Beef farmers are likely to see prices rise further in 2021 if the UK and the EU fail to agree on a free-trade deal, according to Scottish levy board QMS.
The probability of a deal being reached fell this week after prime minister Boris Johnson said the UK would walk away if agreement cannot be rapidly reached and trade on World Trade Organization terms.
However, some political commentators believe this is posturing intended to get the EU to compromise on remaining issues such as state aid and access to UK fishing waters.
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The UK government has said in the event of a deal not being reached it would impose tariffs on imported beef from all countries, putting beef from Ireland on the same footing as imports from Brazil and Argentina.
Although British product leaving the country would be hit with tariffs when entering the EU, with the UK not self-sufficient in beef, the net effect is likely to drive prices up according to QMS director of economic services Stuart Ashworth.
QMS said the UK was about 86% self-sufficient for beef in 2019 on a basic measure that does not take into account the demand for and supply of different cuts of meat.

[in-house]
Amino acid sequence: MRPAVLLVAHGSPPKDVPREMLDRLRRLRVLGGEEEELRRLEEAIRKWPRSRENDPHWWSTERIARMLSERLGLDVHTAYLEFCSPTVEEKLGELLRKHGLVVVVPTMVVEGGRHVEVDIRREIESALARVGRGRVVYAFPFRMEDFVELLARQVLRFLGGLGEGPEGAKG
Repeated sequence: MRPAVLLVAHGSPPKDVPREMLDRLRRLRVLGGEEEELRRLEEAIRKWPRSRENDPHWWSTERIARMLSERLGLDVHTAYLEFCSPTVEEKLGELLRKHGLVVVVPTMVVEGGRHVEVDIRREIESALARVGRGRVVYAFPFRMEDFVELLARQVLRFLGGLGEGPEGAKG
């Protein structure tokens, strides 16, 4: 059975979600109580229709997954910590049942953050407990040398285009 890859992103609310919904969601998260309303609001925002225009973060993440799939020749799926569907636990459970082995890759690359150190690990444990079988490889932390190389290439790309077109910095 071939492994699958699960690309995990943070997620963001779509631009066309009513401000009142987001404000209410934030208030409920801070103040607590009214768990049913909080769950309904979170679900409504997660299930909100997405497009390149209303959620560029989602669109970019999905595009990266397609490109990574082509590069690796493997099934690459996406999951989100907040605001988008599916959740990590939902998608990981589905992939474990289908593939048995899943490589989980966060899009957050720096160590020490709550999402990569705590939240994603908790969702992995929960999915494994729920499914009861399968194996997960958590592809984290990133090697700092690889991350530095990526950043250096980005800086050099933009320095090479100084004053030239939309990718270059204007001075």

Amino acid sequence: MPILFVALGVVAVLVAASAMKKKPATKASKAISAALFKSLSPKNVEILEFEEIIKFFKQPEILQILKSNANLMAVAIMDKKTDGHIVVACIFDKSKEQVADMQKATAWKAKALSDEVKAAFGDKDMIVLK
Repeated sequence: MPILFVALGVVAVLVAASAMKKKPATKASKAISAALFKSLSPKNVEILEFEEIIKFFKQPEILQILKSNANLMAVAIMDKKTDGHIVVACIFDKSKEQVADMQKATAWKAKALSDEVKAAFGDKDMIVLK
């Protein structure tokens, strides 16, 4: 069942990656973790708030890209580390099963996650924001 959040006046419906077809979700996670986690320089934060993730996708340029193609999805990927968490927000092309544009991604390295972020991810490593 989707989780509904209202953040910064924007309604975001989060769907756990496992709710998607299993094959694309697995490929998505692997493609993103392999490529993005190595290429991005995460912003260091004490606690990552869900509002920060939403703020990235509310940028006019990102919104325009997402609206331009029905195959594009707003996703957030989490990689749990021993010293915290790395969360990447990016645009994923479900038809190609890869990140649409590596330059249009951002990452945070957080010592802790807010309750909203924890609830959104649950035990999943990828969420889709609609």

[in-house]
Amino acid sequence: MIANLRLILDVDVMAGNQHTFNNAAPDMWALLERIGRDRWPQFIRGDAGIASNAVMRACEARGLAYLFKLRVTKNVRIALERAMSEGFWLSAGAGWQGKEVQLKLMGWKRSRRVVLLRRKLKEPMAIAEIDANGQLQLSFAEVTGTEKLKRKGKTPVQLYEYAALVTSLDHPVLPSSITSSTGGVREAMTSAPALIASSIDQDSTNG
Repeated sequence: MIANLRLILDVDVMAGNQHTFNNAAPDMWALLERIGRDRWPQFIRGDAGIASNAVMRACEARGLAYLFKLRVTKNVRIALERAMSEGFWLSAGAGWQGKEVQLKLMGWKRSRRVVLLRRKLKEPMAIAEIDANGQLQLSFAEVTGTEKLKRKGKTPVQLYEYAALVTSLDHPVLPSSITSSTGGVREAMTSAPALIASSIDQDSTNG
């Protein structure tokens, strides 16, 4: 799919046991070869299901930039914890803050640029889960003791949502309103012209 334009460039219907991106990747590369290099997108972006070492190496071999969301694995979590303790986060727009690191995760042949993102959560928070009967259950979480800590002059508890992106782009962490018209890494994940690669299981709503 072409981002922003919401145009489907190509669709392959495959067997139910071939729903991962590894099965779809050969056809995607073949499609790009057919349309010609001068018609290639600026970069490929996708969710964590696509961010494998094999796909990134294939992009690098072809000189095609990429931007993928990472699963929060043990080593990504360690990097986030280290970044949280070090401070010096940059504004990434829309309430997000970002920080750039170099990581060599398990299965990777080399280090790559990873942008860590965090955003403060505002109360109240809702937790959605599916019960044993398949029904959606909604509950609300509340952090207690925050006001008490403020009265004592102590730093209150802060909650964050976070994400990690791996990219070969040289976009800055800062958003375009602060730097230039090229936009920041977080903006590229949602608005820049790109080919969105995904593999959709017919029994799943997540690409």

Scotland saw calf registrations edge 0.1% higher to 552,700 last year after three years of declines, but they remain 1.7% below the five-year average.
“There is generally an expectation that volume of cattle in the supply chain over the next six months will remain tighter than normal,” said Mr Ashworth, helping to support he current high prices.
Processors are working hard to get ready for the new trading regime next year, but still do not have all the information they need to prepare for the additional logistical barriers presented by leaving the EU’s single market.
It is unlikely that all the information will be available until the exact detail of the trading relationship becomes clear, he said.
“Soft Brexit or hard Brexit – we will be able to trade. The biggest concern remains the extent of quota and tariff-free trade with Europe.”
Effect on lamb
With the UK a net exporter of lamb, it is inevitable that prices will fall from their current high levels in the event that there is a tariff barrier into Europe, he said.
However, it is too early to say how far they would have to drop to be competitive, as it remains to be seen if the EU would be able to source cheaper lamb from anywhere else in sufficient quantities.
New Zealand’s tariff-free quota will be split between the EU and the UK next year, meaning it will not be able to send as much lamb into the EU tariff-free as before.
This could level the playing field with UK lamb unless the EU increases access to New Zealand.
It also remains to be seen if some of the cost of the tariff could be passed on to consumers, or if they would reduce demand by substituting lamb for other meats, Mr Ashworth said.